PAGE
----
Have you ever found ind yourself in trouble like when your car breaks down or when you miss a week of work and you need to find money to cover the costs as soon as possible? Instead of relying on credit cards or short term loans, you can just access your emergency fund.
Whether you need a few hundred dollars or several thousand, most people need to have a few extra bucks set aside for rainy days, but the important question is where do you put it? Continue reading below to see where should you put your emergency fund?
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Your checking account is probably the first place you might be keeping your emergency fund. If you’re good with your money, you’ll probably leave yourself a little bit of a buffer in your checking account. That’s basically the beginning of your emergency fund.
But you shouldn’t keep a huge buffer in your checking account since you won’t be getting much in return. Banks should be paying you for your money, so if they’re not paying, you shouldn’t be rewarding them with more money. We recommend putting in a buffer of $500 in your checking account, you could do more or less; just make sure to keep whatever amount makes you comfortable.
In terms of which checking account to use, you want to make sure that whatever checking account you use has no fees. There are free checking account these days that there’s pretty much no excuse for any checking account to charge you a monthly fee.
Another option is to go to an online-only checking account, some of them are free and pay a nominal amount of interest. However, the only weakness with online-only banks is that it can be difficult to deposit cash.
Normal Savings Account
Normal savings account are usually offered by your regular brick and mortar bank. We do recommend to not use these types of savings account since they offer low-interest rates that’s not going to do much for your money. You might as well keep your money in your checking account, if you’re thinking about doing this.
Online High-Yield Savings Accounts
Online savings account would be a good option for you. You can enjoy superior online/mobile experience along with earning a higher APY rate. We are personally recommend:
With Ally Bank, they offer 1% interest which is the highest amount you can get from a mainstream bank. Then they allow you to link up to 20 external bank accounts, which is very important if we want to take advantage super high-yield savings accounts.
Moreover, the advantage with Capital One 360 is that it allows you to create multiple sub-accounts making it easier to sub-divide your cash savings.
Money Market Accounts
A money market account is another option if you’re interested in getting a better interest rate and you’d like to have check-writing capabilities. Money market accounts have some things in common with regular savings accounts in terms of limits on the number of withdrawals you can make each month and the extent to which they’re insured by the FDIC.
There some differences to keep in mind, money market account usually need a higher minimum deposit and you may pay a little more in fees.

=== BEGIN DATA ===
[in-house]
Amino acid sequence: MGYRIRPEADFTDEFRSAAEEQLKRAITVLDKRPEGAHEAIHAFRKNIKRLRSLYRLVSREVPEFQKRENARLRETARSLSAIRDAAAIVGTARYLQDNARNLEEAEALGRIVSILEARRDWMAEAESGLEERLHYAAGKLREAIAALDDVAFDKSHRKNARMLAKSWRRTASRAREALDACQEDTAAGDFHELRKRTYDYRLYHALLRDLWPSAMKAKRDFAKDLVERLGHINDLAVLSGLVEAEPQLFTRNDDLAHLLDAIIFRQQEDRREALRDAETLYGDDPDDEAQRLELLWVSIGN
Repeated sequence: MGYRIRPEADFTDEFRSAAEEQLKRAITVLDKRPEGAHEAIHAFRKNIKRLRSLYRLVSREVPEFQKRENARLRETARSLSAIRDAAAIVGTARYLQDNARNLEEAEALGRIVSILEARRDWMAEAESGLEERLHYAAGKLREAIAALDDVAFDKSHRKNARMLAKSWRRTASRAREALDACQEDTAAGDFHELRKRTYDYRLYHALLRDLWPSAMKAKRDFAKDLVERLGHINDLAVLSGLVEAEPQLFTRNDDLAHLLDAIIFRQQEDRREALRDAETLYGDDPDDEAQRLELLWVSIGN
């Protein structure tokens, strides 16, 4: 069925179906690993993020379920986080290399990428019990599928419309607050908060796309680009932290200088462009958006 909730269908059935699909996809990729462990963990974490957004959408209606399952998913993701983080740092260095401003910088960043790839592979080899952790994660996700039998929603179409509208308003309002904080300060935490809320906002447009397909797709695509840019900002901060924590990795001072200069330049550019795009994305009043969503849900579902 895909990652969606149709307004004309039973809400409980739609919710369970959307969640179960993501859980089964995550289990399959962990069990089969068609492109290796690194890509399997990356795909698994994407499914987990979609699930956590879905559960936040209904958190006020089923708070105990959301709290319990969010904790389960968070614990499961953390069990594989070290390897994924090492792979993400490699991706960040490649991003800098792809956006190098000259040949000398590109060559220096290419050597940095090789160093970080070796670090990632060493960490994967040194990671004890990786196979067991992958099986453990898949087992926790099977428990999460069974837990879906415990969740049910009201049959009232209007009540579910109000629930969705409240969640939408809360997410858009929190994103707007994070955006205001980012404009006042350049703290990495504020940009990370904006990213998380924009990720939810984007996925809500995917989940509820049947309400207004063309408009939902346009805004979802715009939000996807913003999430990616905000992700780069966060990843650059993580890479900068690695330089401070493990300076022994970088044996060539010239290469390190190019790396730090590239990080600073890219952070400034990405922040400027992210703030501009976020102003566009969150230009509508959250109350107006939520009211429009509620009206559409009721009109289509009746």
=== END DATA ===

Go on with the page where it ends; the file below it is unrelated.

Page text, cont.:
Investing your emergency fund is more work than just opening up a super high yield savings account and if you’re going to get around 5% interest by investing your emergency fund, you’re going to be taking the risk of loss when there are already ways to get 5% interest risk-free.
Certificate of deposits, otherwise known as CDs, will offer you one of the best & secure way to get a return on your money when you invest it with your bank/credit union of choice. You put a set amount of money in the CD and at the end of the term, you get it back along with any interest that’s accrued.
In general, the best CD accounts will produce a highyer yield versus a traditional sasvings account, but you may face a penalty if you withdraw the cash early. There are banks that offer no-penalty options, but it’s something to consider if you don’t think you will be using your emergency fund anytime soon.
Mutual funds are generally considered to be less volatile than individual stocks and it’s easier to invest if you’re not familiar with the ins and outs of how the market works. Moving some of your emergency savings into a mutual fund or two allows you to keep the rest of your cash liquid while potentially seeing significant growth.
Roth IRA is usually a tool of retirement planning, but in some cases it can also be used as an emergency fund. Starting 2019, you can put up to $6,000 in Roth or $7,000 if you’re age 50 and all contributions are made with after-tax dollars.
Those contributions limits are expected to remain the same for 2020. Please note that withdrawals made before age 59 1/2 are subject to a 10% penalty. If you withdraw only the amount you contributed, you won’t have to pay income taxes on your withdrawals.
If you’re already funding a retirement account through your employer and you have extra cash in your savings account, you can always use your Roth IRA as backup. Just take note of the 10% early withdrawal penalty and do the best you can to avoid it.
There are different options on where you can put your emergency fund, but there are going to be a number of factors to consider before you make your choice. So if you’re not sure which option would be the best for you, consider asking a financial advisor for help.
Furthermore, you can also check out the best savings accounts or the best CD rates for you to choose which accounts where you want to put your emergency fund. While you’re here on HMB, you can check out other bank promotions and credit card bonuses here.